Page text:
The industrial revolution began the modernization process. The precise nature of the complex amalgam of economic, political, social, and cultural transformations involved in epochal shift from the ‘Golden Age’ to its successor ‘Leaden Age’ is of a consideration. Without the industrial revolution one would not have experienced the oppression of the Third World countries.
The ending of the ‘Golden Age’ ensued in a radical restructuring of world capitalism that saw the emergence of new regimes of international competition. These new regimes have caused many so-called Third World countries to lurch into protracted recession and the associated problems of chronic debt and current account imbalances.
Dependency theory refers to relationships and links between developed and developing economies and regions. Dependency Theory is a large part a theory of development in the third world. One of its strengths is its recognition that from the beginning, capitalism developed as a multinational system. Dependency theory posits that the cause of the low levels of development in less economically developed countries (LEDC’s) is caused by their reliance and dependence on more economically developed countries (MEDC’s) – i.e. the LEDC’s are undeveloped because they rely on the MEDC’s. Some proponents of dependency theory assert that LEDC’s will remain less developed because the surplus that they produce will be siphoned off by MEDC’s – under the guise of multinational corporations. There is, as such, no profit left for reinvestment and development.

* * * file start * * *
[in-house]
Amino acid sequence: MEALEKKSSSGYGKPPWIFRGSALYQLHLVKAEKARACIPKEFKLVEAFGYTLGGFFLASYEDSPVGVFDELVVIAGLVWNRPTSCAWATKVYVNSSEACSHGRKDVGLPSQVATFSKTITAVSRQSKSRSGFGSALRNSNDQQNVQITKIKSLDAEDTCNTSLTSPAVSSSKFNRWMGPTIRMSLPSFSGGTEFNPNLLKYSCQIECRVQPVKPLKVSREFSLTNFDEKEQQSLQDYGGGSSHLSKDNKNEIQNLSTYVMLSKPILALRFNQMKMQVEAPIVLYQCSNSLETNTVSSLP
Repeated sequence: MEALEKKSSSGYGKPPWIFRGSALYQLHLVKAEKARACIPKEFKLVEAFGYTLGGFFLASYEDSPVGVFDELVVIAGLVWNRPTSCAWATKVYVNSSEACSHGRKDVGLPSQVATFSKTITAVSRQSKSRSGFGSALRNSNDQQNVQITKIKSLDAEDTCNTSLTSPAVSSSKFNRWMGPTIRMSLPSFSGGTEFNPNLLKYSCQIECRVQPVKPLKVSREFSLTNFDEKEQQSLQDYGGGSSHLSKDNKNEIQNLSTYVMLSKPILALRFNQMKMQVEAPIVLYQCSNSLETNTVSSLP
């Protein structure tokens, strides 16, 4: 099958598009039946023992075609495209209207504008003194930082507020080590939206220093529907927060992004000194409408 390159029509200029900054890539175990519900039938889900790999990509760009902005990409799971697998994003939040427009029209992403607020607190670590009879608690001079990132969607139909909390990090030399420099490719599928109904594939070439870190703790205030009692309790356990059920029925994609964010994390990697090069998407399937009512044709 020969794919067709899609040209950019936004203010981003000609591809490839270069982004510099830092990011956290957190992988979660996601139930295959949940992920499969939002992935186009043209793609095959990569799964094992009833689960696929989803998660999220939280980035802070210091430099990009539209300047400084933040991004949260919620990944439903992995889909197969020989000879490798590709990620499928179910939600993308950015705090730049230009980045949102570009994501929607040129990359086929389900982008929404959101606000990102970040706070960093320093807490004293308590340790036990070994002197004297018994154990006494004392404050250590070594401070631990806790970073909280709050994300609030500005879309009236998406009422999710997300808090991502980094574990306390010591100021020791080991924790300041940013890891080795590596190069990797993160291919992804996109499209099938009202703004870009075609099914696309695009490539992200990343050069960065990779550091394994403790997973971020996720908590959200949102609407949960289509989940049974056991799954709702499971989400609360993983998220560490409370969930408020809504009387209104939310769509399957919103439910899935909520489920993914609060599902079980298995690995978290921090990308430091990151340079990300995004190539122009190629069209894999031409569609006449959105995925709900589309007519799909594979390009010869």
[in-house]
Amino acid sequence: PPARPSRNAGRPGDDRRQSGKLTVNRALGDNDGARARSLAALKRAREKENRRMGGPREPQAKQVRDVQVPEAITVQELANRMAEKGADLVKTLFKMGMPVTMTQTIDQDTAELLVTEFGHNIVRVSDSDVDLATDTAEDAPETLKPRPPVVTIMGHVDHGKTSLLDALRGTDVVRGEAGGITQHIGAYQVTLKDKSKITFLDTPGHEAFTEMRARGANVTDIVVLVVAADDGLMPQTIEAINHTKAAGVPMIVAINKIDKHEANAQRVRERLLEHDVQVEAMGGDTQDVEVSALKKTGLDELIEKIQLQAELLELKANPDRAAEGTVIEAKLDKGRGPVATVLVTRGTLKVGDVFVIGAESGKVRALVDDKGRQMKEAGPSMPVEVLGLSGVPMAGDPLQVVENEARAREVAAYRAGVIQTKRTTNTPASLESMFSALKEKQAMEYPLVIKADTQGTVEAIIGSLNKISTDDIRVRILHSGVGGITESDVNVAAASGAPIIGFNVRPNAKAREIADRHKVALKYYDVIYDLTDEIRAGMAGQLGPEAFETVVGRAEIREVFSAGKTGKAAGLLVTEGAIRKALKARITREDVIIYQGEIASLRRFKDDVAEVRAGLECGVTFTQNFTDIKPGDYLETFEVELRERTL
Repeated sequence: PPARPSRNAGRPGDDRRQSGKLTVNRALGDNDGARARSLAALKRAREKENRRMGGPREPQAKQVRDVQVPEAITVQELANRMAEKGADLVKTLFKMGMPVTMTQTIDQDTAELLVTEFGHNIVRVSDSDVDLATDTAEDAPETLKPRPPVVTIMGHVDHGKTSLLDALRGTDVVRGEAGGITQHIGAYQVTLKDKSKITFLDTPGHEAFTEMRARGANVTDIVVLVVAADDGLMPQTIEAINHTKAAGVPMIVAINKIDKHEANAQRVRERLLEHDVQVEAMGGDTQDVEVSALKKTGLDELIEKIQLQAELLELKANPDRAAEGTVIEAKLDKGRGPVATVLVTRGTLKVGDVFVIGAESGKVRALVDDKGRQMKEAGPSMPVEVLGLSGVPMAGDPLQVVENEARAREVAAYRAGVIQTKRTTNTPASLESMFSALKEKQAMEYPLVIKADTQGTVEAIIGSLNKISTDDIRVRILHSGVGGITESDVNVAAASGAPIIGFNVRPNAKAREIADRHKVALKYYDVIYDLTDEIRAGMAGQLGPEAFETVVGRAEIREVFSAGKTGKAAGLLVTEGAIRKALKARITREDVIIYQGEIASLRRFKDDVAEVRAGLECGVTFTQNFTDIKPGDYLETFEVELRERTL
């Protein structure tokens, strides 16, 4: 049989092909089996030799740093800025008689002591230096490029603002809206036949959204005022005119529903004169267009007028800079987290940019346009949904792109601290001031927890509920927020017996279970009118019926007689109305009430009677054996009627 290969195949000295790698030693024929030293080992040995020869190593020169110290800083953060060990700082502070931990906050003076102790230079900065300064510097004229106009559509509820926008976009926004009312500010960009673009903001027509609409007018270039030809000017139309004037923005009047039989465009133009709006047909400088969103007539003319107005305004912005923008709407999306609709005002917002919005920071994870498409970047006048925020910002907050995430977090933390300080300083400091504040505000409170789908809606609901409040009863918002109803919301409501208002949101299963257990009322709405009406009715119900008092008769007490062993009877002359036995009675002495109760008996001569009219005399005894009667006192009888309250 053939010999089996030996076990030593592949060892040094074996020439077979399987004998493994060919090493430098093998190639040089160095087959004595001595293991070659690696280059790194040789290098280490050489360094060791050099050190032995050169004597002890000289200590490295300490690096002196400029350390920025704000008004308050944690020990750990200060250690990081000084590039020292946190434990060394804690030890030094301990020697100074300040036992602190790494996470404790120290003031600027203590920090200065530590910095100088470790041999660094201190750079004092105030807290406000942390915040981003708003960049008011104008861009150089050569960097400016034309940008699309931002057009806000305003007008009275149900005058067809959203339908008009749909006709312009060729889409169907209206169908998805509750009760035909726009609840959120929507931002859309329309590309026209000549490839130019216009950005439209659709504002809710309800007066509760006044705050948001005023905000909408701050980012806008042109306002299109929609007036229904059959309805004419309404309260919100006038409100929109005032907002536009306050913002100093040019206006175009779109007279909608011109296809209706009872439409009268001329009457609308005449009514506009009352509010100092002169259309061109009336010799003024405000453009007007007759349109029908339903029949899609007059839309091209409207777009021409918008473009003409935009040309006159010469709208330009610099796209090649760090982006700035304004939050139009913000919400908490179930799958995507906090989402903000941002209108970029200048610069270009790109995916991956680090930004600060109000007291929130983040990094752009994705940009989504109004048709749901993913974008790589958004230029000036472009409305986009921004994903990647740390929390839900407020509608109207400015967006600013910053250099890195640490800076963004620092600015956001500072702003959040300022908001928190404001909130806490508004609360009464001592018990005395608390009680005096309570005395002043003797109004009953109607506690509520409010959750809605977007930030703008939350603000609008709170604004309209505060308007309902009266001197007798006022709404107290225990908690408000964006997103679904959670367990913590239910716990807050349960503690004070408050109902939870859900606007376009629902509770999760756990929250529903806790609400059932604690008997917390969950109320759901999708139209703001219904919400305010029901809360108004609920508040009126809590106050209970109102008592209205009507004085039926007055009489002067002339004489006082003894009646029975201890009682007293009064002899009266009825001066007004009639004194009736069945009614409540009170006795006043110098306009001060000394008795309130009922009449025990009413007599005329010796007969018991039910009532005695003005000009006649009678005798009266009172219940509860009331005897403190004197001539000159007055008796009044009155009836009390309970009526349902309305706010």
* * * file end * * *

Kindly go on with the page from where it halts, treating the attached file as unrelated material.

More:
Entire world is divided to a center or Metropole as a higher level and satellite or periphery as a lower level. At each level there are some types of exploitation from the level beneath it, while most profits (surplus value) go up to the core. The notion of ‘development’ has only a relatively short history, with development programs only being set up late this century. The theory of development is of European origin and so it was only with the onset of colonialism that it began to take on global implications. The colonial powers rapidly exported the concept to all parts of the world however, interpreting development as becoming more and more like the Mother Country.
When the European bourgeoisie used the domestic raw materials and labor, they began searching for these commodities outside Europe. The goal was to establish colonies in Africa and Asia, and to import raw materials and cheap labor to their industries, which would enrich the wealth, the bourgeoisie. Underdevelopment………..